The risk is escalated by regulatory structures that guarantee high returns for coal generators.
Vietnam is urged to create a retirement schedule for its coal-fired power plants in order to avoid risking $6.5b of stranded assets, which is equivalent to 2.7% of its GDP in 2018, said financial research firm Carbon Tracker.
Stranded asset risk is the difference between the cash flow utilities may receive under the current Vietnamese power market and what they would receive in a below 2°C scenario, which sees capacity closed prematurely to meet the temperature goal in the Paris Agreement.
“Vietnam has a high stranded asset risk relative to the size of its economy. This is due to regulatory structures which effectively guarantee coal generators’ high returns,” said Carbon Tracker. Moreover, beyond the operating coal units and the new coal units under construction, Vietnam also intends to build a further 32GW of coal capacity.
Carbon Tracker argued that coal in Vietnam could be economically obsolete over time when renewables outcompete new, under-construction, and existing coal and when new firm or dispatchable renewables outcompete existing coal.
By 2020, it is expected that it is cheaper to invest in new solar PV than new coal and by 2021 for new onshore wind. “These changing cost dynamics post a significant stranded asset risk if investors and policymakers decide to go ahead with the 32GW of coal capacity in the project pipeline,” Carbon Tracker said.
“The capital recovery period for new investments in coal capacity is typically 15-20 years and therefore we consider these investments high risk, as burning coal to generate power will unlikely be a least-cost option before debt is fully amortised. Moreover, these estimates could prove highly conservative, especially if policymakers introduce reverse auctions,” it added.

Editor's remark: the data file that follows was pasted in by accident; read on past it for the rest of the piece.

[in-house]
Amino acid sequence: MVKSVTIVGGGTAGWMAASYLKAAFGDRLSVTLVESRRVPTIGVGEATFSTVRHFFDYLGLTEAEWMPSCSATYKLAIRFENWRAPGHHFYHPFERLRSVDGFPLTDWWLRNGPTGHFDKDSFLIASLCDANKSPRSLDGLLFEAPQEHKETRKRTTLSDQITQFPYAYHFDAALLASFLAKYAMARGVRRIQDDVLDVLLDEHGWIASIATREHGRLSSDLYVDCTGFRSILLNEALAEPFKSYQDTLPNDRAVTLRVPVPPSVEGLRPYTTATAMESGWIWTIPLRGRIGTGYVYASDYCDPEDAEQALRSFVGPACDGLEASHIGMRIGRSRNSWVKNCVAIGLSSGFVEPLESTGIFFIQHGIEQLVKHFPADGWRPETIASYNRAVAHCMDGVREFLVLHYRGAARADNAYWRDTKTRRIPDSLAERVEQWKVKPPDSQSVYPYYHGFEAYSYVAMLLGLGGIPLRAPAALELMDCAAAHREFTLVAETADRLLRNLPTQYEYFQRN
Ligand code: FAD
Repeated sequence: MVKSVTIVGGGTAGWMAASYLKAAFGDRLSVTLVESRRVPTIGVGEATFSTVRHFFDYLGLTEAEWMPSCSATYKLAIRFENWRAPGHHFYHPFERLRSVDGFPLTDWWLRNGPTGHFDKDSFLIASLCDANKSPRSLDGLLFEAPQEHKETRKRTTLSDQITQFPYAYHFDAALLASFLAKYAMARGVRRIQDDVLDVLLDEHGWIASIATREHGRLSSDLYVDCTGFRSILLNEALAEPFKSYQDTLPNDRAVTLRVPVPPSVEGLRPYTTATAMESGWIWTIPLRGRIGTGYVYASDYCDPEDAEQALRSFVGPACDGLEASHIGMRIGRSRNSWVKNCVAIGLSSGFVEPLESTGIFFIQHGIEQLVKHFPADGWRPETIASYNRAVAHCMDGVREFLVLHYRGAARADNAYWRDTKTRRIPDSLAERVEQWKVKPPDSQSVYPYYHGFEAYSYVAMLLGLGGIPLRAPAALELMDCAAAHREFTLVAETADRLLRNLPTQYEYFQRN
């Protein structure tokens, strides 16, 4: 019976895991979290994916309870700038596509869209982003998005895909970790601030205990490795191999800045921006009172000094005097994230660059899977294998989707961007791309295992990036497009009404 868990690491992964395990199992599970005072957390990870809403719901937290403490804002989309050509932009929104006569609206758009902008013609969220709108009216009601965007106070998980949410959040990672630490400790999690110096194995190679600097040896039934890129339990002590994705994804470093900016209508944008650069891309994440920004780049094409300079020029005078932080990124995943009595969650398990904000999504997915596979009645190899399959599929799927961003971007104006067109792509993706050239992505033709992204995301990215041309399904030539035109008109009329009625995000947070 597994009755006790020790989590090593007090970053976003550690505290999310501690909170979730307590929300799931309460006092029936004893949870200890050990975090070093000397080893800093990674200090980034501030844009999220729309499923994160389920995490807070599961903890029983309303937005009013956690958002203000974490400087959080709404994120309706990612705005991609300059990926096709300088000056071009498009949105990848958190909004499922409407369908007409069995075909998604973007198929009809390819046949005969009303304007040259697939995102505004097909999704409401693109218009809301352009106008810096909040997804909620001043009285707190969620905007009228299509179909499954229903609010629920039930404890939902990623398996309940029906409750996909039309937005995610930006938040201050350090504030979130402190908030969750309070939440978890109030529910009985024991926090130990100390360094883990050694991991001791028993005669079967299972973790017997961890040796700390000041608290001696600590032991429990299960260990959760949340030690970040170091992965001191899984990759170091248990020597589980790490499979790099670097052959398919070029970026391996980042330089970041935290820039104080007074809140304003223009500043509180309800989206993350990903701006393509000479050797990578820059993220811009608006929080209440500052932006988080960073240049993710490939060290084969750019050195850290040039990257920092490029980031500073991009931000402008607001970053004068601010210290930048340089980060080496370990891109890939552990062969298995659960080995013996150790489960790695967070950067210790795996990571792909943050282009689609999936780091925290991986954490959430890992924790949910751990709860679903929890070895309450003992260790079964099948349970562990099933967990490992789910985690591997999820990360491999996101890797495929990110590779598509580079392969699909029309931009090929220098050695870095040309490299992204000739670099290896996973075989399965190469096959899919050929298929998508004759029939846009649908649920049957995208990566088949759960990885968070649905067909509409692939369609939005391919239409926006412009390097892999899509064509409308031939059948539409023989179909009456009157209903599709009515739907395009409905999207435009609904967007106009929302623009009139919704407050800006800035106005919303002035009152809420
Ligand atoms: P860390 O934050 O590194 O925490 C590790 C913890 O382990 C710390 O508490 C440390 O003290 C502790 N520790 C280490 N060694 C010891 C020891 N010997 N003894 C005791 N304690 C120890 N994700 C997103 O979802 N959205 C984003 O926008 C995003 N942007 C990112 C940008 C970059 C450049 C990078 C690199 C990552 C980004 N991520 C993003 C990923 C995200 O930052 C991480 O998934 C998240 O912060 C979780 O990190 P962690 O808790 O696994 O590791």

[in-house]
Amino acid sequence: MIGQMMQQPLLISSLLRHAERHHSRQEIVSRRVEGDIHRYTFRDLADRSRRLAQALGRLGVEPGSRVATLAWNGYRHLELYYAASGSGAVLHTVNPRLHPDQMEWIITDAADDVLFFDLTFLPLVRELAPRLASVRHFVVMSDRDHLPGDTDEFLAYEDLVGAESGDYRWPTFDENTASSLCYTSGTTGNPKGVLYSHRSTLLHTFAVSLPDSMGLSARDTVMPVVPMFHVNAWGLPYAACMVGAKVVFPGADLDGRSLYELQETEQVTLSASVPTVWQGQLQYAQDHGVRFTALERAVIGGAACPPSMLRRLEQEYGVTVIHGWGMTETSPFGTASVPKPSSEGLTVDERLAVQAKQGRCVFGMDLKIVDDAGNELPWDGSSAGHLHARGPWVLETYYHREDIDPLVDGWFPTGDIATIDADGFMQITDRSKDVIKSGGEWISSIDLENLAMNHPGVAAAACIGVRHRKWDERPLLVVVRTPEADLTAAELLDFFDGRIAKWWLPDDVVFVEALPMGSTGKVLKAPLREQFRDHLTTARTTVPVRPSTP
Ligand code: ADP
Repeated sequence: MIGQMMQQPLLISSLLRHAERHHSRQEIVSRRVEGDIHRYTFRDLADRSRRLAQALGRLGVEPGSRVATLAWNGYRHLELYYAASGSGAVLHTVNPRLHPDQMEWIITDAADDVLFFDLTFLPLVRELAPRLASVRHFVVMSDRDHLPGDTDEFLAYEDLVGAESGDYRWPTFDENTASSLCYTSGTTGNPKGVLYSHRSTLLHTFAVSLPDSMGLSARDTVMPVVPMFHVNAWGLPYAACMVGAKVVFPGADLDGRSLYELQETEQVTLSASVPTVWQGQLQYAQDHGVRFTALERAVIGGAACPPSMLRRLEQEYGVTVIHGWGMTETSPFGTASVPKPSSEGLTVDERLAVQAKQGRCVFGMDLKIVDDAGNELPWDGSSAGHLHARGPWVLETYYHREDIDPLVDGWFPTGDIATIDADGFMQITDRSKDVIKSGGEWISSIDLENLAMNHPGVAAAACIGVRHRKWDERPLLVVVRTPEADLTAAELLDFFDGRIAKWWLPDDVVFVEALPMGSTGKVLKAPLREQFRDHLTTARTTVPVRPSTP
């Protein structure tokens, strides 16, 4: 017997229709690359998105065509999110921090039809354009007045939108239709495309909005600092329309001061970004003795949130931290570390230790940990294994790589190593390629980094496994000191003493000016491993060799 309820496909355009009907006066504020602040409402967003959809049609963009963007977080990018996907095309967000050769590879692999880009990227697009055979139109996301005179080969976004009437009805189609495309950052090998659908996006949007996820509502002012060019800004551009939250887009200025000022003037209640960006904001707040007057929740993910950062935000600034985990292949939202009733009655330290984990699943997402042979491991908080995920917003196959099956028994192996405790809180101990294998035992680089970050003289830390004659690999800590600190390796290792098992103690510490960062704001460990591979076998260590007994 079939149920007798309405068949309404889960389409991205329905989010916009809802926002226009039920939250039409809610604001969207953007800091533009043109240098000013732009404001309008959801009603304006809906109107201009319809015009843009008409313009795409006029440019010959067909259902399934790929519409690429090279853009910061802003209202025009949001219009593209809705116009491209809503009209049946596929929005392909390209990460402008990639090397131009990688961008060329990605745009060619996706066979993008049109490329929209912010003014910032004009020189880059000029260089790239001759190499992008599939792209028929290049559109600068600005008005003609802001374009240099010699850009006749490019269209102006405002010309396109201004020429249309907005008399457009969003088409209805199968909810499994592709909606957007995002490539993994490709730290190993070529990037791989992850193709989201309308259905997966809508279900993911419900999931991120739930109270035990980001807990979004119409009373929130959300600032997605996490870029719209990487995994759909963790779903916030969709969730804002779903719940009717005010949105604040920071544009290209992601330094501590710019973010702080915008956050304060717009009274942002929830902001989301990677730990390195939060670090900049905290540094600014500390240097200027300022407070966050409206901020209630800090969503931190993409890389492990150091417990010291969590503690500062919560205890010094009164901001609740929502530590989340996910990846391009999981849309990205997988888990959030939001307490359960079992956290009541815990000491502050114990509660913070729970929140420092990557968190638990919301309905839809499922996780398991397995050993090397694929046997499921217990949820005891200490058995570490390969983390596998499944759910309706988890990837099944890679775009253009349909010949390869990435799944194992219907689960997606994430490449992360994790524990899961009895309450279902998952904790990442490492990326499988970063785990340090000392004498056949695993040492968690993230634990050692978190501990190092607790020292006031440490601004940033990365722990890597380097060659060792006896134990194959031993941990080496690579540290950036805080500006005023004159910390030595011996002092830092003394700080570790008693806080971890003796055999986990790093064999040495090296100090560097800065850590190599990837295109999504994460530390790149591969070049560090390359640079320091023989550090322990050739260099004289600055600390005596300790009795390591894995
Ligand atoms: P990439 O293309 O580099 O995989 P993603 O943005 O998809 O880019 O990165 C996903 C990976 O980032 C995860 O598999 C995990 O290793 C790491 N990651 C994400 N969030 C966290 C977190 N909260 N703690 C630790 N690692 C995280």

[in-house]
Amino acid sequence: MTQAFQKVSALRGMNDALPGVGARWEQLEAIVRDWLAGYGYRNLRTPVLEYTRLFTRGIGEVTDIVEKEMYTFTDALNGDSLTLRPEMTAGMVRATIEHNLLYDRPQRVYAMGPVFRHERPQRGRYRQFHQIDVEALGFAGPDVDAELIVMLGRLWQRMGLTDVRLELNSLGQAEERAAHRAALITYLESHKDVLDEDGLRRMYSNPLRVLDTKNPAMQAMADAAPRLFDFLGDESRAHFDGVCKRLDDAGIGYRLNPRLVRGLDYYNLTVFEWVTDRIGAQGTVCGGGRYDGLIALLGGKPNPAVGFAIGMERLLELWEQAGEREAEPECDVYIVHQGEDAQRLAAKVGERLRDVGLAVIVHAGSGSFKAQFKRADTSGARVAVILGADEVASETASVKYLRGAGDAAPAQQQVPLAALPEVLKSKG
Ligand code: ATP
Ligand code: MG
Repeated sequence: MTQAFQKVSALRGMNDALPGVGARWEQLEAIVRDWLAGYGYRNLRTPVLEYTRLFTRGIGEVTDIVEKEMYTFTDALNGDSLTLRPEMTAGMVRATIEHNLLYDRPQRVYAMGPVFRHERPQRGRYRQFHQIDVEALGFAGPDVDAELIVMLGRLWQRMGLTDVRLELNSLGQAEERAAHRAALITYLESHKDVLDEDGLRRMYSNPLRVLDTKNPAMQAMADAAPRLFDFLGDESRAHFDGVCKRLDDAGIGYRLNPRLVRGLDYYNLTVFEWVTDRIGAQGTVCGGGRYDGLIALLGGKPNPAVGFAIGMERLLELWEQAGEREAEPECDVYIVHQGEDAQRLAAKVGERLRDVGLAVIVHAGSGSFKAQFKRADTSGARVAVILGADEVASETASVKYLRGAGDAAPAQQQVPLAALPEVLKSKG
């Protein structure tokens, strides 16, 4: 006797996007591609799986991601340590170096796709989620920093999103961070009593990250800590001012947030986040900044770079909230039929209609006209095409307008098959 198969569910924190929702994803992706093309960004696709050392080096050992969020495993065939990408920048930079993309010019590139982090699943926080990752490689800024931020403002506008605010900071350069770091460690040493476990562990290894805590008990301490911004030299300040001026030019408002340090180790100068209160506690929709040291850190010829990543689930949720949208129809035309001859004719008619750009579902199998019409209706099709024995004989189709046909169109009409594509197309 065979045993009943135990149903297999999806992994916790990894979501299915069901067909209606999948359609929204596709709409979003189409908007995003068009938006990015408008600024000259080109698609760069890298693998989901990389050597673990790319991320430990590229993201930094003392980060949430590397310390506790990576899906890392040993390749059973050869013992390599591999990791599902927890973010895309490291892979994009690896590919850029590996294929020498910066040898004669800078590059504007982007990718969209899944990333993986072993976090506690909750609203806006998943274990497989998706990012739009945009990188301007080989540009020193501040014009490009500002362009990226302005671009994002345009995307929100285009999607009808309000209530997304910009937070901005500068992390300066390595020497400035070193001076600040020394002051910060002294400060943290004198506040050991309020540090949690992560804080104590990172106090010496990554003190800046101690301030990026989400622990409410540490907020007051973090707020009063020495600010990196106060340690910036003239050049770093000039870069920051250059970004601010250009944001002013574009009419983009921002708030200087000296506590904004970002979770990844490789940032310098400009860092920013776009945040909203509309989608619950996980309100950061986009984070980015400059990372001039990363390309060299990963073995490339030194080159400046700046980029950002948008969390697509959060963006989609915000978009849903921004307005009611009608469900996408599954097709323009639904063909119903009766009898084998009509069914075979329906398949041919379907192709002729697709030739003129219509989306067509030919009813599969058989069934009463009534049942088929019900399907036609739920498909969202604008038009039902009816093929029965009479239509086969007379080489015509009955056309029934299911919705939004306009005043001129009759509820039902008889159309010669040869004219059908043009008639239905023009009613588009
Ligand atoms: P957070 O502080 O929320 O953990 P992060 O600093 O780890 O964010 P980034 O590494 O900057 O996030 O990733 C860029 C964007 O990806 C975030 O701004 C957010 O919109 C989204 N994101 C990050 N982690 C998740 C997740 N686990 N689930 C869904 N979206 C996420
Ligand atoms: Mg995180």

Moreover, it could be cheaper to build new solar PV and onshore wind than operate existing coal plants as soon as 2022. Both solar PV and onshore wind deployments in Vietnam have experienced cost reductions over the past four years, declining around 50% and 30%, respectively.
“We expect these deflationary trends to continue such that, in the near future, new investments in renewable energy will likely cost less than running coal plants. These estimates could be brought forward sooner with a policy framework to accelerate the learning curve of renewables. In order to minimise stranded asset risk, policymakers should have a coal capacity retirement schedule agreed and implemented,” Carbon Tracker said.
The challenge for policymakers at this point is no longer whether renewable energy will be the least-cost option, but rather how to integrate wind and solar to maximise system value, it added.
“Vietnam should stop investing in new coal now and plan to develop a retirement schedule for the existing coal fleet. If Vietnamese policymakers remain committed to coal power the nation will face a dilemma: continue to subsidise coal generators to maintain their financial viability, or keep tariffs artificially low to shelter consumers from higher costs,” Carbon Tracker said, adding that both outcomes could prove unsustainable, as subsidising coal generation will either anger taxpayers or energy consumers, whilst artificially low tariffs for consumers will deplete fiscal resources.
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